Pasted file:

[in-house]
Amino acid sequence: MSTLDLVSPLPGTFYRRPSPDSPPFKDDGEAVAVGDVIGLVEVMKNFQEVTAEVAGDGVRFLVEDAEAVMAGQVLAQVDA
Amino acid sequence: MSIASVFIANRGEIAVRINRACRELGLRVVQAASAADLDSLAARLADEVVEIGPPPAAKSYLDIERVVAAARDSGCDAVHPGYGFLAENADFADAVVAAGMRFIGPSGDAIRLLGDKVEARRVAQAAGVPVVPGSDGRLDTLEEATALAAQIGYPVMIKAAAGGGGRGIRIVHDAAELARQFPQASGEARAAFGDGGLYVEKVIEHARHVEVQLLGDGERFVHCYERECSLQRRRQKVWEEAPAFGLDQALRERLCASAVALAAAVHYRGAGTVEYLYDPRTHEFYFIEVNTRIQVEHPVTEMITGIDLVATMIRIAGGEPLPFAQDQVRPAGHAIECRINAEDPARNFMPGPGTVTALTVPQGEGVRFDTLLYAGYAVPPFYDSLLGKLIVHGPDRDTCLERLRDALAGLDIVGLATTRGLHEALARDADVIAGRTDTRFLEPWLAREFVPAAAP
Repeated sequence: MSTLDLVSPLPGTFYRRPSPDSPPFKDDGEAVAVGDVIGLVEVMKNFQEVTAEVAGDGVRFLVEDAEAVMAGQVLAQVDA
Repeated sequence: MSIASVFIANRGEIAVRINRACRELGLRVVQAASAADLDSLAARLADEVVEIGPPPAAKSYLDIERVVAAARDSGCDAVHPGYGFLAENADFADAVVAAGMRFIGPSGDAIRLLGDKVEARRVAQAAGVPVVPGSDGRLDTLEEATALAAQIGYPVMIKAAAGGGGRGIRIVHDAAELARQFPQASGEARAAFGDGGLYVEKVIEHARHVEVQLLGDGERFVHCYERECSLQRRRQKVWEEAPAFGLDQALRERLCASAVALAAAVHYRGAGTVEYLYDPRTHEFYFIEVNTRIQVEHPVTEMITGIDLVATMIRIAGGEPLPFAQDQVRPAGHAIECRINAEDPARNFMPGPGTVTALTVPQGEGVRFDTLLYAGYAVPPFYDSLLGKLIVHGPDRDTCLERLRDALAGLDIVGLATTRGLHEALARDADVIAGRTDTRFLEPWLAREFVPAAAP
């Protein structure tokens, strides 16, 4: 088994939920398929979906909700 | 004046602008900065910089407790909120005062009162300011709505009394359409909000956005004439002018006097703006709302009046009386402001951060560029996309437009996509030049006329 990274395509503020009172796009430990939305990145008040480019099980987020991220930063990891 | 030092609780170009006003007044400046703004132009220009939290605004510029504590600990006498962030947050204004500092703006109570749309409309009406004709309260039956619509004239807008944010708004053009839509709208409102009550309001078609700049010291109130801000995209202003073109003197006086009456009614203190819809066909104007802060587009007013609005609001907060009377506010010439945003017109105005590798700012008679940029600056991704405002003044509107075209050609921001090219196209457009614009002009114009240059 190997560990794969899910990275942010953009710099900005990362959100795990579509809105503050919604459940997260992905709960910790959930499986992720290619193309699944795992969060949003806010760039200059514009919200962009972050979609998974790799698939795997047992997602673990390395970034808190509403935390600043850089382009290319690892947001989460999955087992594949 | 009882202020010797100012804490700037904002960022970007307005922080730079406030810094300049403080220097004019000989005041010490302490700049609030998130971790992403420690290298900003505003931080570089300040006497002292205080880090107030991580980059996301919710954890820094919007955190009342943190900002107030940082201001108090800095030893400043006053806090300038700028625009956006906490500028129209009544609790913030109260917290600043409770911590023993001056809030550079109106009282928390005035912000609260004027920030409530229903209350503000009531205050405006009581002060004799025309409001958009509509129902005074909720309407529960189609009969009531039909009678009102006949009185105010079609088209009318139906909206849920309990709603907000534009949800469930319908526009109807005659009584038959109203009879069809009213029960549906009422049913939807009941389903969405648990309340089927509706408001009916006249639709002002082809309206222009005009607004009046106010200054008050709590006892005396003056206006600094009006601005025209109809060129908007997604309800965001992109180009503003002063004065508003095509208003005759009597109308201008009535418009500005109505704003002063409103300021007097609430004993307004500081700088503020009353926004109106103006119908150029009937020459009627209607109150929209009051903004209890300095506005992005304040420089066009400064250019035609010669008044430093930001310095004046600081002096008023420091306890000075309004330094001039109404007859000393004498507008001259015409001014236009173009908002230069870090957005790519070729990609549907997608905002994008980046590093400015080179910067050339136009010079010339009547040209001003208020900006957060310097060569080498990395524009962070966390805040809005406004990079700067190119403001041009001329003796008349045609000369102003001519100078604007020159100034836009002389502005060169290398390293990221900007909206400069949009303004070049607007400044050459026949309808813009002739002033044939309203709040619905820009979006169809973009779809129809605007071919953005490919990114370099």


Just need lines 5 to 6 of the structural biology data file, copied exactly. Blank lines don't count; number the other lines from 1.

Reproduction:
Repeated sequence: MSIASVFIANRGEIAVRINRACRELGLRVVQAASAADLDSLAARLADEVVEIGPPPAAKSYLDIERVVAAARDSGCDAVHPGYGFLAENADFADAVVAAGMRFIGPSGDAIRLLGDKVEARRVAQAAGVPVVPGSDGRLDTLEEATALAAQIGYPVMIKAAAGGGGRGIRIVHDAAELARQFPQASGEARAAFGDGGLYVEKVIEHARHVEVQLLGDGERFVHCYERECSLQRRRQKVWEEAPAFGLDQALRERLCASAVALAAAVHYRGAGTVEYLYDPRTHEFYFIEVNTRIQVEHPVTEMITGIDLVATMIRIAGGEPLPFAQDQVRPAGHAIECRINAEDPARNFMPGPGTVTALTVPQGEGVRFDTLLYAGYAVPPFYDSLLGKLIVHGPDRDTCLERLRDALAGLDIVGLATTRGLHEALARDADVIAGRTDTRFLEPWLAREFVPAAAP
């Protein structure tokens, strides 16, 4: 088994939920398929979906909700 | 004046602008900065910089407790909120005062009162300011709505009394359409909000956005004439002018006097703006709302009046009386402001951060560029996309437009996509030049006329 990274395509503020009172796009430990939305990145008040480019099980987020991220930063990891 | 030092609780170009006003007044400046703004132009220009939290605004510029504590600990006498962030947050204004500092703006109570749309409309009406004709309260039956619509004239807008944010708004053009839509709208409102009550309001078609700049010291109130801000995209202003073109003197006086009456009614203190819809066909104007802060587009007013609005609001907060009377506010010439945003017109105005590798700012008679940029600056991704405002003044509107075209050609921001090219196209457009614009002009114009240059 190997560990794969899910990275942010953009710099900005990362959100795990579509809105503050919604459940997260992905709960910790959930499986992720290619193309699944795992969060949003806010760039200059514009919200962009972050979609998974790799698939795997047992997602673990390395970034808190509403935390600043850089382009290319690892947001989460999955087992594949 | 009882202020010797100012804490700037904002960022970007307005922080730079406030810094300049403080220097004019000989005041010490302490700049609030998130971790992403420690290298900003505003931080570089300040006497002292205080880090107030991580980059996301919710954890820094919007955190009342943190900002107030940082201001108090800095030893400043006053806090300038700028625009956006906490500028129209009544609790913030109260917290600043409770911590023993001056809030550079109106009282928390005035912000609260004027920030409530229903209350503000009531205050405006009581002060004799025309409001958009509509129902005074909720309407529960189609009969009531039909009678009102006949009185105010079609088209009318139906909206849920309990709603907000534009949800469930319908526009109807005659009584038959109203009879069809009213029960549906009422049913939807009941389903969405648990309340089927509706408001009916006249639709002002082809309206222009005009607004009046106010200054008050709590006892005396003056206006600094009006601005025209109809060129908007997604309800965001992109180009503003002063004065508003095509208003005759009597109308201008009535418009500005109505704003002063409103300021007097609430004993307004500081700088503020009353926004109106103006119908150029009937020459009627209607109150929209009051903004209890300095506005992005304040420089066009400064250019035609010669008044430093930001310095004046600081002096008023420091306890000075309004330094001039109404007859000393004498507008001259015409001014236009173009908002230069870090957005790519070729990609549907997608905002994008980046590093400015080179910067050339136009010079010339009547040209001003208020900006957060310097060569080498990395524009962070966390805040809005406004990079700067190119403001041009001329003796008349045609000369102003001519100078604007020159100034836009002389502005060169290398390293990221900007909206400069949009303004070049607007400044050459026949309808813009002739002033044939309203709040619905820009979006169809973009779809129809605007071919953005490919990114370099």